Julia Riew is on a journey to fill a void in the world of Disney, which features fantasy princesses from all over but not from Korea.
So she has made one.
The 22-year-old Harvard student has spent the past year and a half writing and composing a full-length musical as part of her senior thesis project — complete with script, screenplay, and more than 15 original songs. Her Disney-inspired work tells the story of a Korean princess named Shimcheong, who’s based on a character from a Korean folktale, “The Blind Man’s Daughter.”
She hasn’t even finished her project, but it already is drawing worldwide notice — and serious interest from filmmakers and theater producers.
Over the past few weeks, Riew has been building that audience, teasing snippets of songs from the musical, which have gone viral on TikTok. Fans all over the world have sung duets with the videos, created art, and celebrated the power of representation and inclusion.
“At its core, the story is inspired by the original folktale, but it’s also inspired by my personal journey in searching for belonging as a Korean American,” Riew said Thursday in a phone interview.
In the TikTok videos, Riew, who sings and acts, appears as herself before snapping her fingers and “transforming,” thanks to a filter, into an animated Disney princess.
A song called “Dive” has emerged as the musical’s signature anthem. Playing the character Princess Shimcheong, Riew belts: “Now all the fish in the sea can’t stop me. All of the waves in the world can’t rock me. I’m on a mission and gee, just watch me go!” The videos have racked up hundreds of thousands of views, including on Korean Twitter and Instagram. Riew — and Shimcheong — have gained worldwide attention.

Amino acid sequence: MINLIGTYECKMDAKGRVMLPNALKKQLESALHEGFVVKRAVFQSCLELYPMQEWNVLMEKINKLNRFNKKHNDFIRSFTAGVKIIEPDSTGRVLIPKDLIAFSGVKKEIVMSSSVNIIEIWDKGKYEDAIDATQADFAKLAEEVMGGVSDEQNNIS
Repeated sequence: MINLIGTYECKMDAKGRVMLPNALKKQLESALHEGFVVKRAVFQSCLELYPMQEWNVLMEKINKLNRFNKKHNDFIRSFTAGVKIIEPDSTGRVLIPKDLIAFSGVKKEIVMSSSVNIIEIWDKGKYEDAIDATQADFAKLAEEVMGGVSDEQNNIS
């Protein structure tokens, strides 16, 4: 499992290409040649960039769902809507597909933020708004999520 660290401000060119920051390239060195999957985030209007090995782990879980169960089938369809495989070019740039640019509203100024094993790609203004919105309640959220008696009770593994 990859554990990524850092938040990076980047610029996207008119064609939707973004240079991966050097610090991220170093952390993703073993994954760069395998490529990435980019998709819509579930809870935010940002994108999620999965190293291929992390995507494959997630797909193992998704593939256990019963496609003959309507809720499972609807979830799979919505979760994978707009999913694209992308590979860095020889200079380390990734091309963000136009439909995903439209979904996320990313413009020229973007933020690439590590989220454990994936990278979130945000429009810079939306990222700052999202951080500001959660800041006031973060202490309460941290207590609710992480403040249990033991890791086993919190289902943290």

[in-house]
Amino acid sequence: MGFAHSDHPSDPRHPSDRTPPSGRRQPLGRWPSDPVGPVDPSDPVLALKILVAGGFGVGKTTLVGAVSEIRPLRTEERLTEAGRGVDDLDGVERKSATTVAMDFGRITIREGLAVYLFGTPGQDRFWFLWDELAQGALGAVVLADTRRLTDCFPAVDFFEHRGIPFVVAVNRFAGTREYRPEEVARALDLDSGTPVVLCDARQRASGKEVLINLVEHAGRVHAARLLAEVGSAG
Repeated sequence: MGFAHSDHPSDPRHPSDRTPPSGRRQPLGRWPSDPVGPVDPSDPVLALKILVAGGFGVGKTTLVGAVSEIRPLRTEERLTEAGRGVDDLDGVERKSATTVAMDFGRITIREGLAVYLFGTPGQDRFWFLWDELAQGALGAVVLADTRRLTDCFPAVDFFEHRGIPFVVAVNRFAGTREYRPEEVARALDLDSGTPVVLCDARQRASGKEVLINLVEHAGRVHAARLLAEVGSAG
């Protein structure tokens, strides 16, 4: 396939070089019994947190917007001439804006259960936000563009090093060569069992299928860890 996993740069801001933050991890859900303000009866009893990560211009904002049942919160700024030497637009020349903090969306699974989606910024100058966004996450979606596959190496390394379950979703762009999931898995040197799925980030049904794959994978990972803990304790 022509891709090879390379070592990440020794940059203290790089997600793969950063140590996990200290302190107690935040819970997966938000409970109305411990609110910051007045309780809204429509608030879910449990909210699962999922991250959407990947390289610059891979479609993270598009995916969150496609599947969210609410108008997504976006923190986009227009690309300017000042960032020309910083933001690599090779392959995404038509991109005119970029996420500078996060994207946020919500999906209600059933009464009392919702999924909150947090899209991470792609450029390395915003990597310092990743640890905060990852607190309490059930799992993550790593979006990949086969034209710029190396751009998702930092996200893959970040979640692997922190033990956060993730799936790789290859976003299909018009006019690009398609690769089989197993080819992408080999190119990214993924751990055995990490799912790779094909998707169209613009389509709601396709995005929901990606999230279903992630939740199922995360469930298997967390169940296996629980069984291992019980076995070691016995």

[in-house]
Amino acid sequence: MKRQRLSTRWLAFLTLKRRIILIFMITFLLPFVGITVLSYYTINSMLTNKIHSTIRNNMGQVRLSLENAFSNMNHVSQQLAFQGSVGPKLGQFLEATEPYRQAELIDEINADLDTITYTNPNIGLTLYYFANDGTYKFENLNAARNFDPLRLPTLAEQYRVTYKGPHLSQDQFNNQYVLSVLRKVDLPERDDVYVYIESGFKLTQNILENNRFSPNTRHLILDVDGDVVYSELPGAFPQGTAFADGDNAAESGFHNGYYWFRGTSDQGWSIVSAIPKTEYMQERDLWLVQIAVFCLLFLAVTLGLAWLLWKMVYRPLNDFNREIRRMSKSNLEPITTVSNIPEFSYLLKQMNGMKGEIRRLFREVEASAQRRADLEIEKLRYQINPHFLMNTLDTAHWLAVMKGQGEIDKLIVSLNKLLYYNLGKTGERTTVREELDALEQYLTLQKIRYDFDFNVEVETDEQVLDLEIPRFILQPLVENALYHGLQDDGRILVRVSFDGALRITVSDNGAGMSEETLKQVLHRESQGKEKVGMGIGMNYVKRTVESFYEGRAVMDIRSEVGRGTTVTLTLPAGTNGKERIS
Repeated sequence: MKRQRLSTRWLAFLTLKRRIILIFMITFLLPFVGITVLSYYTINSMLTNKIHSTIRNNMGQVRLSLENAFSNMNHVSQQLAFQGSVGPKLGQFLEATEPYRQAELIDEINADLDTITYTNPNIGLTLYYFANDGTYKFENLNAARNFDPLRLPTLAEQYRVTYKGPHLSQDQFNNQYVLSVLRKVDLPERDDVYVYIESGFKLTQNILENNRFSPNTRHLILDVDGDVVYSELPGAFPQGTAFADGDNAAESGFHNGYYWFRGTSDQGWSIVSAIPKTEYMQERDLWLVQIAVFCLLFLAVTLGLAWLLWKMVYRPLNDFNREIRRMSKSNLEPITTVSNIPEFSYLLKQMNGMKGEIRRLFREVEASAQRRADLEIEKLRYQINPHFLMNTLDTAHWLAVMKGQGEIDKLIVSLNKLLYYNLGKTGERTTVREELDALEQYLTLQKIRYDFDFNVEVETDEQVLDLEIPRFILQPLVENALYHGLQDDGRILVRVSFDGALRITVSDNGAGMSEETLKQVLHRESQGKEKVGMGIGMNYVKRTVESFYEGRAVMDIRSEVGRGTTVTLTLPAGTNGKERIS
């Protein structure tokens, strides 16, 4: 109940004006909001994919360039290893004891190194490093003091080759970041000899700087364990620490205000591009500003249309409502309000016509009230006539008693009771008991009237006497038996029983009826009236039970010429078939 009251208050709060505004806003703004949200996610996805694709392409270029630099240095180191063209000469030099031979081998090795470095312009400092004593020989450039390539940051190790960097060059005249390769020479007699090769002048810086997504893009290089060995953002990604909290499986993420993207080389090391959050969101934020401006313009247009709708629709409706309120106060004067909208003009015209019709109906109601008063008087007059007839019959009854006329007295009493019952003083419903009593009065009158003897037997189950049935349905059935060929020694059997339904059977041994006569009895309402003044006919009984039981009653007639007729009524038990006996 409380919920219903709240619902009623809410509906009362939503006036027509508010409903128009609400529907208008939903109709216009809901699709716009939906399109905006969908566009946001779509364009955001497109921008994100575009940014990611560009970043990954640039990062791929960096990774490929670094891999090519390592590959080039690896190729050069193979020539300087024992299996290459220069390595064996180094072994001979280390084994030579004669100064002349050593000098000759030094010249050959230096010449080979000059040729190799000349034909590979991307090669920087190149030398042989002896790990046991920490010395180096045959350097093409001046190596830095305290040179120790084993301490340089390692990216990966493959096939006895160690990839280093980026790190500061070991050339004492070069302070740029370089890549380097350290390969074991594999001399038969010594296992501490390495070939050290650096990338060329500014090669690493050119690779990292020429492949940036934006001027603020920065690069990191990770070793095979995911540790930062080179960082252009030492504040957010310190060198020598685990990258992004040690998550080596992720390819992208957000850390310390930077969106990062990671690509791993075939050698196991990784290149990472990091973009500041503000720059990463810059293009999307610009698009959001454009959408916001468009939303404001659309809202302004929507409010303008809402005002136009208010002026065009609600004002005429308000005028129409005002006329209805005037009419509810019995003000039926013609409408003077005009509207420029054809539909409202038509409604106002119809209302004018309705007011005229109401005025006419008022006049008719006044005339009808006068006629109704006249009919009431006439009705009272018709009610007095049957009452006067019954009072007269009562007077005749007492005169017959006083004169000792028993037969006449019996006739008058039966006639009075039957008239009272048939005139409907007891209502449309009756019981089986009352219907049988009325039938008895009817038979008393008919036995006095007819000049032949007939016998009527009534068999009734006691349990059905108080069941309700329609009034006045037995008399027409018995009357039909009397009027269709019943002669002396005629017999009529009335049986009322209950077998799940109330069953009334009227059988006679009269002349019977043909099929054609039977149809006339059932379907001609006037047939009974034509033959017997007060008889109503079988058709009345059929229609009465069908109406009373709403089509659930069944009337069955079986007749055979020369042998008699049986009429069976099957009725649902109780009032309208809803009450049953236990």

The songs in the video are catchy — like Lin Manuel-Miranda catchy. So much so that in addition to the avalanche of fan support on social media, several A-list Hollywood producers have reached out to Riew to express interest in taking on the project.
“Every time I get a new e-mail or call, I’m at the point where I’m honestly speechless,” Riew said. She is now working with an agent to decide with whom to partner.
But beyond the high-profile recognition, Riew has been most moved by reactions from the Korean community.
“It’s been so exciting to hear from parents and people who are Korean or Korean American who have seen the videos and tell me that their children would love to see [the musical], or that they would have loved to see it as a child,” she said. “That’s what warms my heart the most.”
@juliariew There was no Korean Disney princess so I decided to make my own :) #disney #korean #koreanamerican #disneyprincess #musical #originalsong #originalmusical #musicaltheatre #theater #music #newsong #dreamworks ♬ original sound - Julia Riew
Riew grew up in St. Louis, and has been in love with music and theater for as long as she can remember. She started playing the violin at 4, composing music at 8, and writing songs at 11.
“I was always that kid on the playground making up plays and directing my friends’ mini-musicals,” Riew said. “Drama class was always my favorite.”
When she first arrived at Harvard, Riew had her sights set on studying theater and music. But not long into her first semester, she ditched that plan for pre-med.
“I wasn’t finding any other Asian students doing theater, and that was something that made me feel quite like an outsider,” Riew said. “So I switched out of it.”
By sophomore year, Riew decided to return to theater and music studies. She also co-founded the Asian Student Arts Project, meant to encourage Asian students to get involved in the arts on campus. Riew even co-wrote a full-length musical about her and her co-writers’ experiences as Asian Americans.